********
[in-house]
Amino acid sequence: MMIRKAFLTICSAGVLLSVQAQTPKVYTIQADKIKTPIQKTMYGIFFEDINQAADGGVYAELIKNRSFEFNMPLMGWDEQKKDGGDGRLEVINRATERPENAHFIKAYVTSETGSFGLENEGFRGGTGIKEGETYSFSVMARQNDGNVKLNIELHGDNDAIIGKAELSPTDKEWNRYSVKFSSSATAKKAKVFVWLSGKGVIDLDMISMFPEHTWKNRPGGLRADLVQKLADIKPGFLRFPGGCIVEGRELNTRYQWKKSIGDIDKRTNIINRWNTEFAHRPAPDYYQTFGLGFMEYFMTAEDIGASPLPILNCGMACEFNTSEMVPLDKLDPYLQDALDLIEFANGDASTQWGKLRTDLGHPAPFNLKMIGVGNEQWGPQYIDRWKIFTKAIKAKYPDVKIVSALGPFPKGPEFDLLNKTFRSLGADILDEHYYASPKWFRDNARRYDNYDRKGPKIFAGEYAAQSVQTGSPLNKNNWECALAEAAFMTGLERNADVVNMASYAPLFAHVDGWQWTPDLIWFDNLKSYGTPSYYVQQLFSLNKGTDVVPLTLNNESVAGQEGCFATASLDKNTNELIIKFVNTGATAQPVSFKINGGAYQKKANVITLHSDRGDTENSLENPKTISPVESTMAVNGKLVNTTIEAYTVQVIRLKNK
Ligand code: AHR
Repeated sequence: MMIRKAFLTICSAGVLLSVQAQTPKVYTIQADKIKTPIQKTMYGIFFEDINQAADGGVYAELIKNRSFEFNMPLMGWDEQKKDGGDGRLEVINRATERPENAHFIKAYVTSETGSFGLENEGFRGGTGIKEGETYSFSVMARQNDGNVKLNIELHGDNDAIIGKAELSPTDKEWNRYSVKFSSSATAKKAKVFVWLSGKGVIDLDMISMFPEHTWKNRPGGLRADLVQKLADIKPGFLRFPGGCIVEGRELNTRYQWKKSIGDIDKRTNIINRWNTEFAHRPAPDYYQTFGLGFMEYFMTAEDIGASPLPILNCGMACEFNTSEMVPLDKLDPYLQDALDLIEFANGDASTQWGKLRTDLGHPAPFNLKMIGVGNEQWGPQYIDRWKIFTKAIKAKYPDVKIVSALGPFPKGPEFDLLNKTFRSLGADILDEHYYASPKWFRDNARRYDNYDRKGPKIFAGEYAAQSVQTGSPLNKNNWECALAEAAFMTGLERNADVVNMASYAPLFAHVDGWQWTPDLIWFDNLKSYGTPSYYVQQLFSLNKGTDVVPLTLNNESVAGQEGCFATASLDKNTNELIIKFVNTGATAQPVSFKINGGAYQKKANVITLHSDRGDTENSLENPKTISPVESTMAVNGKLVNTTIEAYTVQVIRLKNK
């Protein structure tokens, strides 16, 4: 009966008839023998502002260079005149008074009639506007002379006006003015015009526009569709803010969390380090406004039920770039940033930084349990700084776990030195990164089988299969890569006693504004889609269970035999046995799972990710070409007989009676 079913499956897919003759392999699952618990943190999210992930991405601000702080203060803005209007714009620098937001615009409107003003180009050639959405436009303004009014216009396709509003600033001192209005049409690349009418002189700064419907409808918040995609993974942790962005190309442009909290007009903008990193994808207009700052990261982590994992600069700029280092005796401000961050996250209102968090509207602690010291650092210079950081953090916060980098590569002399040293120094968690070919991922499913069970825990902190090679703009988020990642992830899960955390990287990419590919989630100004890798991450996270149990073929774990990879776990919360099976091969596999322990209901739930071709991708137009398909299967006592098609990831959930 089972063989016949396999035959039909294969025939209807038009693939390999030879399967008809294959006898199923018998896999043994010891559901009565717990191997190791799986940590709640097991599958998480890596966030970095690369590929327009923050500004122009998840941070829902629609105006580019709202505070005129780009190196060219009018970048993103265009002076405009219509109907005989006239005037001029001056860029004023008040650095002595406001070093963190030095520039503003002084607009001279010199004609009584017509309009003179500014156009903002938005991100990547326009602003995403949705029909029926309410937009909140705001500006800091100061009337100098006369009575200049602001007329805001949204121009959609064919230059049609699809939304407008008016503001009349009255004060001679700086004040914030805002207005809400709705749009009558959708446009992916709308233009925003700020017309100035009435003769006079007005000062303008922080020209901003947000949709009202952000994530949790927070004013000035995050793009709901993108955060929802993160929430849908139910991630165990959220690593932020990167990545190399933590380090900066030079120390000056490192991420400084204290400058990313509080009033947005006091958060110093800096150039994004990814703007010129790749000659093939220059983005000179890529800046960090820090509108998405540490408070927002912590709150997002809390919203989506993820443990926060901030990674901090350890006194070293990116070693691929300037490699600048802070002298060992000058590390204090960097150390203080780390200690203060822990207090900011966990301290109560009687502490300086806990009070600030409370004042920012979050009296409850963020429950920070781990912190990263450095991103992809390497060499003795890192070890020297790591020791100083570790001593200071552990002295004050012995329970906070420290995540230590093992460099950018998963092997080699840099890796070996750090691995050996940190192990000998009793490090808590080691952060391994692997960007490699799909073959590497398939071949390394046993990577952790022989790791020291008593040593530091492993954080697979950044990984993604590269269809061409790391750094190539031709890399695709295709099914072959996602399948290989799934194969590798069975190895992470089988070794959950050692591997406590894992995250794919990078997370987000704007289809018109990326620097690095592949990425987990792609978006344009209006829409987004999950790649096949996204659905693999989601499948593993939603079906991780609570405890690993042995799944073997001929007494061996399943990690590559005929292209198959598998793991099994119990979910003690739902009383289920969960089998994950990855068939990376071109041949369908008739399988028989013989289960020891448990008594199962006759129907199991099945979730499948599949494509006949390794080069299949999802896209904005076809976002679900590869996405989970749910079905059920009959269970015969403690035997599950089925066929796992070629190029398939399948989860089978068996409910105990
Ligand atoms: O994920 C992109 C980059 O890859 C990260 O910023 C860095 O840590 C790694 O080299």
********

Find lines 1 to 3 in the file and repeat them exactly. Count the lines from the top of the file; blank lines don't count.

[in-house]
Amino acid sequence: MMIRKAFLTICSAGVLLSVQAQTPKVYTIQADKIKTPIQKTMYGIFFEDINQAADGGVYAELIKNRSFEFNMPLMGWDEQKKDGGDGRLEVINRATERPENAHFIKAYVTSETGSFGLENEGFRGGTGIKEGETYSFSVMARQNDGNVKLNIELHGDNDAIIGKAELSPTDKEWNRYSVKFSSSATAKKAKVFVWLSGKGVIDLDMISMFPEHTWKNRPGGLRADLVQKLADIKPGFLRFPGGCIVEGRELNTRYQWKKSIGDIDKRTNIINRWNTEFAHRPAPDYYQTFGLGFMEYFMTAEDIGASPLPILNCGMACEFNTSEMVPLDKLDPYLQDALDLIEFANGDASTQWGKLRTDLGHPAPFNLKMIGVGNEQWGPQYIDRWKIFTKAIKAKYPDVKIVSALGPFPKGPEFDLLNKTFRSLGADILDEHYYASPKWFRDNARRYDNYDRKGPKIFAGEYAAQSVQTGSPLNKNNWECALAEAAFMTGLERNADVVNMASYAPLFAHVDGWQWTPDLIWFDNLKSYGTPSYYVQQLFSLNKGTDVVPLTLNNESVAGQEGCFATASLDKNTNELIIKFVNTGATAQPVSFKINGGAYQKKANVITLHSDRGDTENSLENPKTISPVESTMAVNGKLVNTTIEAYTVQVIRLKNK
Ligand code: AHR